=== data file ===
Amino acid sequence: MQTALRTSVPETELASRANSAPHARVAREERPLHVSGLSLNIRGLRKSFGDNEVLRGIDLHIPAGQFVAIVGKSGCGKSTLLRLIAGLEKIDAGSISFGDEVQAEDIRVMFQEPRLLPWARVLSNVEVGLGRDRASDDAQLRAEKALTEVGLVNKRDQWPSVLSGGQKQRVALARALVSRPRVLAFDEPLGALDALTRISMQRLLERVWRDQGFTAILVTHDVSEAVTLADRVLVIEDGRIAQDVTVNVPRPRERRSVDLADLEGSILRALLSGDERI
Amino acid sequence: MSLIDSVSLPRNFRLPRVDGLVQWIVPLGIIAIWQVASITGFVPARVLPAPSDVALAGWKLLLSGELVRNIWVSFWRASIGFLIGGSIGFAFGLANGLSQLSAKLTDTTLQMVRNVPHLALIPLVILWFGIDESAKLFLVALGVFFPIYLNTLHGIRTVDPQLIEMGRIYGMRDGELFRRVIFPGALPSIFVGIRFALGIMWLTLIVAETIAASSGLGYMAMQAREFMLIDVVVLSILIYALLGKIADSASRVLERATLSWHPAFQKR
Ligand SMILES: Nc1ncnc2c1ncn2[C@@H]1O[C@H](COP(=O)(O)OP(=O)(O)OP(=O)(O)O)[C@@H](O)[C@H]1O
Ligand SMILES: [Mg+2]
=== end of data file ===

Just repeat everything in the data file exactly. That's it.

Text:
Amino acid sequence: MQTALRTSVPETELASRANSAPHARVAREERPLHVSGLSLNIRGLRKSFGDNEVLRGIDLHIPAGQFVAIVGKSGCGKSTLLRLIAGLEKIDAGSISFGDEVQAEDIRVMFQEPRLLPWARVLSNVEVGLGRDRASDDAQLRAEKALTEVGLVNKRDQWPSVLSGGQKQRVALARALVSRPRVLAFDEPLGALDALTRISMQRLLERVWRDQGFTAILVTHDVSEAVTLADRVLVIEDGRIAQDVTVNVPRPRERRSVDLADLEGSILRALLSGDERI
Amino acid sequence: MSLIDSVSLPRNFRLPRVDGLVQWIVPLGIIAIWQVASITGFVPARVLPAPSDVALAGWKLLLSGELVRNIWVSFWRASIGFLIGGSIGFAFGLANGLSQLSAKLTDTTLQMVRNVPHLALIPLVILWFGIDESAKLFLVALGVFFPIYLNTLHGIRTVDPQLIEMGRIYGMRDGELFRRVIFPGALPSIFVGIRFALGIMWLTLIVAETIAASSGLGYMAMQAREFMLIDVVVLSILIYALLGKIADSASRVLERATLSWHPAFQKR
Ligand SMILES: Nc1ncnc2c1ncn2[C@@H]1O[C@H](COP(=O)(O)OP(=O)(O)OP(=O)(O)O)[C@@H](O)[C@H]1O
Ligand SMILES: [Mg+2]